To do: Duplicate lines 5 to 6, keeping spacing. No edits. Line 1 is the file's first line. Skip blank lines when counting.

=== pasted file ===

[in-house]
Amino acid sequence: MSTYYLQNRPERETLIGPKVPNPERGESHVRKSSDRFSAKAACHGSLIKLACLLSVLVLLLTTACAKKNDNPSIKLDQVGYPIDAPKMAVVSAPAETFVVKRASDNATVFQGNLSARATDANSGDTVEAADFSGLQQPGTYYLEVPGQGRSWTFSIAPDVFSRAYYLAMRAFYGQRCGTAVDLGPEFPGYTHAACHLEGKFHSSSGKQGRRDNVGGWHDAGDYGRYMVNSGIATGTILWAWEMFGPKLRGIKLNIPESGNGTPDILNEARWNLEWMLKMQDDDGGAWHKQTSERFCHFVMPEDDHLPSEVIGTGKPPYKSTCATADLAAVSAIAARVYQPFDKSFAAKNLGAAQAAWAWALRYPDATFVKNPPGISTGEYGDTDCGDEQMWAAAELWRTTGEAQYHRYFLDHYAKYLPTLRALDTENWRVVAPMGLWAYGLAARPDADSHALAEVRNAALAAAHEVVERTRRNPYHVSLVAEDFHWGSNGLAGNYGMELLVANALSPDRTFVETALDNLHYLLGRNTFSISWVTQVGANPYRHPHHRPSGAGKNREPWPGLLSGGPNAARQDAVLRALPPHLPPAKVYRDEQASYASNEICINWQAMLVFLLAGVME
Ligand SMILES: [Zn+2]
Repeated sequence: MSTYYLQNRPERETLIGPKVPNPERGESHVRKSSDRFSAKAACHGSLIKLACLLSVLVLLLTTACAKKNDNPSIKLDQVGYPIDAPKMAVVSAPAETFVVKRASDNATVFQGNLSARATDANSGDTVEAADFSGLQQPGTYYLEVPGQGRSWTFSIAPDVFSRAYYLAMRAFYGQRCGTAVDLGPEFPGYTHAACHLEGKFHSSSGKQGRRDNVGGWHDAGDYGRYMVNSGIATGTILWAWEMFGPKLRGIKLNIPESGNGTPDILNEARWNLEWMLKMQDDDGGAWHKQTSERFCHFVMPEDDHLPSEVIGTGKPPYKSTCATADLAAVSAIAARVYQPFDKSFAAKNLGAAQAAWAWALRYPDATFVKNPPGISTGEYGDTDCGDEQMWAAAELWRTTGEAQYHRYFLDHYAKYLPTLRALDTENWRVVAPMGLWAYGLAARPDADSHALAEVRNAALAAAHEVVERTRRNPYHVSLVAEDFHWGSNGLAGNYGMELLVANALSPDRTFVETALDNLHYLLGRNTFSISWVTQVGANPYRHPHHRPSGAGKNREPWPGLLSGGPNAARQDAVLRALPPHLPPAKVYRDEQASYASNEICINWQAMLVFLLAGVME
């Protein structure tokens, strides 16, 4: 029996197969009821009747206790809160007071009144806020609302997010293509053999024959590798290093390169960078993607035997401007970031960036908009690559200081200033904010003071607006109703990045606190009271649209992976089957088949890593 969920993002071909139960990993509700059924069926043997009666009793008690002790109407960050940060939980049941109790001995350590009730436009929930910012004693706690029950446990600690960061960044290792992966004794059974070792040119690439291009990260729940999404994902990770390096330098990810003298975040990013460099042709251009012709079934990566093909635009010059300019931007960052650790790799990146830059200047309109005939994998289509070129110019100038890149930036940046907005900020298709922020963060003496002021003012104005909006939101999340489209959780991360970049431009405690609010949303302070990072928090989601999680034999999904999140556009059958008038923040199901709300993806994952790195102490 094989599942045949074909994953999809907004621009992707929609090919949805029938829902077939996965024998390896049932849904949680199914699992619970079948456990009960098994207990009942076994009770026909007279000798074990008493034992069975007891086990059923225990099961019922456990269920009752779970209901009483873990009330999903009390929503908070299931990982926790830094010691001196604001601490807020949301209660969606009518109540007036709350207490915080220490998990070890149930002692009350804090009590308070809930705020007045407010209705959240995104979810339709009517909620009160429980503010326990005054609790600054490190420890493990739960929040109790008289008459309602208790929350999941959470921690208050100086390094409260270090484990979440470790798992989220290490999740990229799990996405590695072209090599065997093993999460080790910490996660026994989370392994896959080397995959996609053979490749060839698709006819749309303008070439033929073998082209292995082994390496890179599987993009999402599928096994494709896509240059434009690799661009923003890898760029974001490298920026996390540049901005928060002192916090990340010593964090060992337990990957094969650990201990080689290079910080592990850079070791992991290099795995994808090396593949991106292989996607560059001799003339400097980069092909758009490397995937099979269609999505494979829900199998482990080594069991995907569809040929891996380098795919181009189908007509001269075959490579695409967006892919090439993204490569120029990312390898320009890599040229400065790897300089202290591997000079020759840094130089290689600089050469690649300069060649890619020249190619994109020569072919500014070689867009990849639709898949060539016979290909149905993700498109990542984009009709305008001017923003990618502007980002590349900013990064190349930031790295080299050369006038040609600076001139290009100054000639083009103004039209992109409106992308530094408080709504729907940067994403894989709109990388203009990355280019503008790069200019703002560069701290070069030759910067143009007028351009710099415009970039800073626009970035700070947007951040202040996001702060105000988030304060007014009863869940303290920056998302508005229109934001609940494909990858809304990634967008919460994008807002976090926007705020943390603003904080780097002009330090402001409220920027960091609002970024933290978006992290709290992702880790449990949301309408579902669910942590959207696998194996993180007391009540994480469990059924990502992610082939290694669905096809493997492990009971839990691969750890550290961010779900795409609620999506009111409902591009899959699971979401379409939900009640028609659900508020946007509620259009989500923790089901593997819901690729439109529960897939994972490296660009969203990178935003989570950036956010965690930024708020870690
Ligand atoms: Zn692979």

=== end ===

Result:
């Protein structure tokens, strides 16, 4: 029996197969009821009747206790809160007071009144806020609302997010293509053999024959590798290093390169960078993607035997401007970031960036908009690559200081200033904010003071607006109703990045606190009271649209992976089957088949890593 969920993002071909139960990993509700059924069926043997009666009793008690002790109407960050940060939980049941109790001995350590009730436009929930910012004693706690029950446990600690960061960044290792992966004794059974070792040119690439291009990260729940999404994902990770390096330098990810003298975040990013460099042709251009012709079934990566093909635009010059300019931007960052650790790799990146830059200047309109005939994998289509070129110019100038890149930036940046907005900020298709922020963060003496002021003012104005909006939101999340489209959780991360970049431009405690609010949303302070990072928090989601999680034999999904999140556009059958008038923040199901709300993806994952790195102490 094989599942045949074909994953999809907004621009992707929609090919949805029938829902077939996965024998390896049932849904949680199914699992619970079948456990009960098994207990009942076994009770026909007279000798074990008493034992069975007891086990059923225990099961019922456990269920009752779970209901009483873990009330999903009390929503908070299931990982926790830094010691001196604001601490807020949301209660969606009518109540007036709350207490915080220490998990070890149930002692009350804090009590308070809930705020007045407010209705959240995104979810339709009517909620009160429980503010326990005054609790600054490190420890493990739960929040109790008289008459309602208790929350999941959470921690208050100086390094409260270090484990979440470790798992989220290490999740990229799990996405590695072209090599065997093993999460080790910490996660026994989370392994896959080397995959996609053979490749060839698709006819749309303008070439033929073998082209292995082994390496890179599987993009999402599928096994494709896509240059434009690799661009923003890898760029974001490298920026996390540049901005928060002192916090990340010593964090060992337990990957094969650990201990080689290079910080592990850079070791992991290099795995994808090396593949991106292989996607560059001799003339400097980069092909758009490397995937099979269609999505494979829900199998482990080594069991995907569809040929891996380098795919181009189908007509001269075959490579695409967006892919090439993204490569120029990312390898320009890599040229400065790897300089202290591997000079020759840094130089290689600089050469690649300069060649890619020249190619994109020569072919500014070689867009990849639709898949060539016979290909149905993700498109990542984009009709305008001017923003990618502007980002590349900013990064190349930031790295080299050369006038040609600076001139290009100054000639083009103004039209992109409106992308530094408080709504729907940067994403894989709109990388203009990355280019503008790069200019703002560069701290070069030759910067143009007028351009710099415009970039800073626009970035700070947007951040202040996001702060105000988030304060007014009863869940303290920056998302508005229109934001609940494909990858809304990634967008919460994008807002976090926007705020943390603003904080780097002009330090402001409220920027960091609002970024933290978006992290709290992702880790449990949301309408579902669910942590959207696998194996993180007391009540994480469990059924990502992610082939290694669905096809493997492990009971839990691969750890550290961010779900795409609620999506009111409902591009899959699971979401379409939900009640028609659900508020946007509620259009989500923790089901593997819901690729439109529960897939994972490296660009969203990178935003989570950036956010965690930024708020870690
Ligand atoms: Zn692979």